It is during moments of insecurity or when that sense of safety is compromised that we may witness the emergence of codependency or its counterpart, counter-dependency. These are protective secondary strategies that people adopt in their quest to regain a sense of security.
Adaptation to Impoverish Attachment Environments:
When our efforts to attain security from our attachment figures prove repeatedly unsuccessful, our attachment system intervenes by employing alternative strategies rooted in insecure working models.
Anxious Attachment: Hyperactivation strategies entail persistent, energetic proximity-seeking behaviors in response to attachment figures who are perceived as unreliable or only partially responsive. The goal here is to demand more attention and support, often intensifying the intensity of these demands. However, this approach can lead to relational conflicts and heightened distress.
Avoidant Attachment: Deactivation strategies, on the contrary, involve suppressing signs of need and vulnerability, weakening or outright blocking attempts to seek proximity, and facing threats and challenges independently. The aim is to sidestep the frustration and distress stemming from attachment figure unavailability.
The absence of security in past interactions often results in a blend of accurate representations of past relationships and subjective biases shaped by defensive attachment strategies. Defensive mechanisms, like the selective exclusion of painful information, serve to shield individuals from psychological distress but can, in turn, compromise the accuracy of their working models.
These secondary working models guide our selection of more protective strategies when striving to maintain a connection with an attachment figure, such as a romantic partner. So, when we find ourselves in need of reassurance or comfort, instead of reaching out directly through our primary strategy, such as a straightforward 'I need a hug,' our attachment history might inform us that this direct approach hasn't been effective in the past. Consequently, we opt for what seems like a safer route, perhaps venting frustration over dishes or numbing our need for reassurance by immersing ourselves in television, all the while failing to convey our specific distress to our partner.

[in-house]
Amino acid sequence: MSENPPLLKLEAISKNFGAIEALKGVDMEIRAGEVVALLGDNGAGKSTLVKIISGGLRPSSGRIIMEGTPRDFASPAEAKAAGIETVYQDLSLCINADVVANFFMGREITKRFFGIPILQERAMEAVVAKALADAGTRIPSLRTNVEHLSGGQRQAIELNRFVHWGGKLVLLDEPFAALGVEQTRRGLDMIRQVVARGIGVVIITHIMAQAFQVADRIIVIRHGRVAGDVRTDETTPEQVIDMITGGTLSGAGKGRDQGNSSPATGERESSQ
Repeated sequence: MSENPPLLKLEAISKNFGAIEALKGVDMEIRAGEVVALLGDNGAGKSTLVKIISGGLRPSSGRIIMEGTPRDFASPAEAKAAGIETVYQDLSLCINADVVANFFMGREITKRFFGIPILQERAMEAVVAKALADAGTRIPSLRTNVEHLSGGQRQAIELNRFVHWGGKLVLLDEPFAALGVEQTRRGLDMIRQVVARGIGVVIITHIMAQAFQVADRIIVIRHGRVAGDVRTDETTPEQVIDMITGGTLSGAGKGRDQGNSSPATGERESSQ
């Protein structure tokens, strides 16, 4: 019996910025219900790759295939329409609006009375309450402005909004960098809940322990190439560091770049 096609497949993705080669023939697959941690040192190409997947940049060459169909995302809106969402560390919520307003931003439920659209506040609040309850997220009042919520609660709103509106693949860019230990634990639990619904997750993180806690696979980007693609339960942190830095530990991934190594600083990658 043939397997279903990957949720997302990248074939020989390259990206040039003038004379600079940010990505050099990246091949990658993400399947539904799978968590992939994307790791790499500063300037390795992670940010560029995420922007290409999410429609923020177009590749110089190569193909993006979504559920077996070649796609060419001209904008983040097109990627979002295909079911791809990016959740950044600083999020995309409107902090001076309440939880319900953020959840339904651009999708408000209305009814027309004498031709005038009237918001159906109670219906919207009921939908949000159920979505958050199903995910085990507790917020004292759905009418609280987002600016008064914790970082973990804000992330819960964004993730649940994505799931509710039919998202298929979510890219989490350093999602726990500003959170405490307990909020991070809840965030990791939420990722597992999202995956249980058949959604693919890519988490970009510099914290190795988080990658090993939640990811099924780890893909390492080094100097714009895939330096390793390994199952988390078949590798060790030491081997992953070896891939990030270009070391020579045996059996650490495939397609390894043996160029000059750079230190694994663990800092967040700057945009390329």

'Guard myself by not exposing my vulnerabilities, but I also prevent you from being able to really see me and respond to me.' – Veronica Kallos-Lilly & Jennifer Fitzgerald, An Emotionally Focused Workbook for Couples
The Secure Attachment Path:
If any of the secondary strategies resonate with you, you're not alone, nor are you broken. Your attachment system did the best it could to protect you, and I am grateful for that.
If you are currently in a relationship or context that offers a safe and supportive attachment environment and are seeking to heal attachment insecurities, there are concrete steps you can take to foster a more secure attachment style in adulthood.
Understand that your attachment strategies have served as protective mechanisms, shielding you from emotional pain. By exploring their roots, you can gradually release the need for these defenses.
3. Take Risks Directly Sharing Vulnerability:
Start by sharing your emotional vulnerabilities with your partner or a trusted friend in a safe and supportive environment. Open, honest communication is key.
Take calculated risks by expressing your feelings and needs, even if they make you feel exposed or uncertain. Trust that vulnerability can lead to deeper emotional intimacy.
Remember that sharing your vulnerability is not a sign of weakness but a sign of strength and courage.
4. If The Experience Is Positive, Make Space Internally For New Experience:
When you experience positive responses and support from your partner or others, allow yourself to internalize these new experiences. Recognize that you are capable of forming secure attachments and receiving love and care.
Challenge any lingering doubts or negative beliefs about yourself and your worthiness. Replace them with affirming beliefs that align with your newfound experiences.
Consider keeping a journal to document these positive encounters and your evolving self-perception.
5. Continue Reaching From a Vulnerable Place – The Heart of Secure Attachment:
Cultivate trust in your ability to connect with others and experience emotional security. Understand that it's normal to encounter setbacks along the way.
Seek support from a therapist or support group to help you navigate the challenges and celebrate your successes as you work toward a more secure attachment style.
Remember that change takes time and effort, but with commitment and a supportive environment, you can move from insecure attachment to a more secure and fulfilling way of connecting with others. The heart of secure attachment lies in your ability to embrace vulnerability and establish healthy, loving connections with those around you.
Find a couples therapist in Seattle to help you build a secure connection by clicking the button below.
Connect with one of our relationship and sex therapists below.
Kyle studies how partners in healthy relationships intentionally –talk to each other, have passionate sex, stay emotionally connected, and more – to uncover the tools and perspectives that make love last. His work has been featured in dozens of major media channels including The Gottman Institute, Business Insider, U.S. News, The Chicago Tribune, Huffington Post, and more.